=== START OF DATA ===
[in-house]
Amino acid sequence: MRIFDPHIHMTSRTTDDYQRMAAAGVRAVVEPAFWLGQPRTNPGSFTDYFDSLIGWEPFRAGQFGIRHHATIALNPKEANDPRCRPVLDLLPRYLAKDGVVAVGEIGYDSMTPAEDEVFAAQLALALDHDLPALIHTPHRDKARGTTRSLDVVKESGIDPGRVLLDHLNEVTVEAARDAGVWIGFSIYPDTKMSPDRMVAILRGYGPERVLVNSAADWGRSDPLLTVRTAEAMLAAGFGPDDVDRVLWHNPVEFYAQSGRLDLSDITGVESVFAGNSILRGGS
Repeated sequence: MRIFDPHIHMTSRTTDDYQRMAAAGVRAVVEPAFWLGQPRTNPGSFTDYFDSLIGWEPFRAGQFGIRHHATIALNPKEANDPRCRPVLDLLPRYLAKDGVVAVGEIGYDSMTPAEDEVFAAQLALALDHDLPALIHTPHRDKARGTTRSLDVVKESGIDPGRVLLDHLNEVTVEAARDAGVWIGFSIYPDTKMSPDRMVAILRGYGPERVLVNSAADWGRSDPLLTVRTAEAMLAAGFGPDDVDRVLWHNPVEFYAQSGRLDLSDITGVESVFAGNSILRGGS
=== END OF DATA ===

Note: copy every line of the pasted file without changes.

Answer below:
[in-house]
Amino acid sequence: MRIFDPHIHMTSRTTDDYQRMAAAGVRAVVEPAFWLGQPRTNPGSFTDYFDSLIGWEPFRAGQFGIRHHATIALNPKEANDPRCRPVLDLLPRYLAKDGVVAVGEIGYDSMTPAEDEVFAAQLALALDHDLPALIHTPHRDKARGTTRSLDVVKESGIDPGRVLLDHLNEVTVEAARDAGVWIGFSIYPDTKMSPDRMVAILRGYGPERVLVNSAADWGRSDPLLTVRTAEAMLAAGFGPDDVDRVLWHNPVEFYAQSGRLDLSDITGVESVFAGNSILRGGS
Repeated sequence: MRIFDPHIHMTSRTTDDYQRMAAAGVRAVVEPAFWLGQPRTNPGSFTDYFDSLIGWEPFRAGQFGIRHHATIALNPKEANDPRCRPVLDLLPRYLAKDGVVAVGEIGYDSMTPAEDEVFAAQLALALDHDLPALIHTPHRDKARGTTRSLDVVKESGIDPGRVLLDHLNEVTVEAARDAGVWIGFSIYPDTKMSPDRMVAILRGYGPERVLVNSAADWGRSDPLLTVRTAEAMLAAGFGPDDVDRVLWHNPVEFYAQSGRLDLSDITGVESVFAGNSILRGGS